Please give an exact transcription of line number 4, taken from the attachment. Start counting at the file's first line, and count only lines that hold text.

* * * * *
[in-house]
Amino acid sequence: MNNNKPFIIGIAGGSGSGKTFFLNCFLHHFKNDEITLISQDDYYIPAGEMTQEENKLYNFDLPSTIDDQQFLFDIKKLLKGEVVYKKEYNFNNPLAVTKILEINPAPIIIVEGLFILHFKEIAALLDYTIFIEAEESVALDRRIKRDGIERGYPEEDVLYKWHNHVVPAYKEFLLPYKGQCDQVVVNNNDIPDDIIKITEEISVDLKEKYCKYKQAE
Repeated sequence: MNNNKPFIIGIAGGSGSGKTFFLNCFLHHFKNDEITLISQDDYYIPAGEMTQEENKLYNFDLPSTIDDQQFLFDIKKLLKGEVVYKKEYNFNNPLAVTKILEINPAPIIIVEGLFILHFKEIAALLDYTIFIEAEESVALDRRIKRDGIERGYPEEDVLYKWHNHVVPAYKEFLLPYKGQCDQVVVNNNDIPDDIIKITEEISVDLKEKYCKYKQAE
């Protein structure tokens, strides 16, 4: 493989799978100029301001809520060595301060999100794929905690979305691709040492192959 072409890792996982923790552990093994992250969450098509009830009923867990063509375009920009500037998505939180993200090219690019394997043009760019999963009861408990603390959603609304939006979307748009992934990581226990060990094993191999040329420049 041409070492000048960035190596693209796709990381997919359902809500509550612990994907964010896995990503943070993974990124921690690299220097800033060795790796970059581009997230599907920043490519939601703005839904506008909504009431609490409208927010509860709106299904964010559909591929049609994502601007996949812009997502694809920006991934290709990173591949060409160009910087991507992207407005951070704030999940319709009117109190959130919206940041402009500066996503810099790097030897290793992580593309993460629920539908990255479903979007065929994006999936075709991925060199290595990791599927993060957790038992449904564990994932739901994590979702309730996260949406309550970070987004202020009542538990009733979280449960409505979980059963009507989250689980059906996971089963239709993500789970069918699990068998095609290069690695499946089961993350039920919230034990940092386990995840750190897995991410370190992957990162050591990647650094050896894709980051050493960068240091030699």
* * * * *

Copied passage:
């Protein structure tokens, strides 16, 4: 493989799978100029301001809520060595301060999100794929905690979305691709040492192959 072409890792996982923790552990093994992250969450098509009830009923867990063509375009920009500037998505939180993200090219690019394997043009760019999963009861408990603390959603609304939006979307748009992934990581226990060990094993191999040329420049 041409070492000048960035190596693209796709990381997919359902809500509550612990994907964010896995990503943070993974990124921690690299220097800033060795790796970059581009997230599907920043490519939601703005839904506008909504009431609490409208927010509860709106299904964010559909591929049609994502601007996949812009997502694809920006991934290709990173591949060409160009910087991507992207407005951070704030999940319709009117109190959130919206940041402009500066996503810099790097030897290793992580593309993460629920539908990255479903979007065929994006999936075709991925060199290595990791599927993060957790038992449904564990994932739901994590979702309730996260949406309550970070987004202020009542538990009733979280449960409505979980059963009507989250689980059906996971089963239709993500789970069918699990068998095609290069690695499946089961993350039920919230034990940092386990995840750190897995991410370190992957990162050591990647650094050896894709980051050493960068240091030699």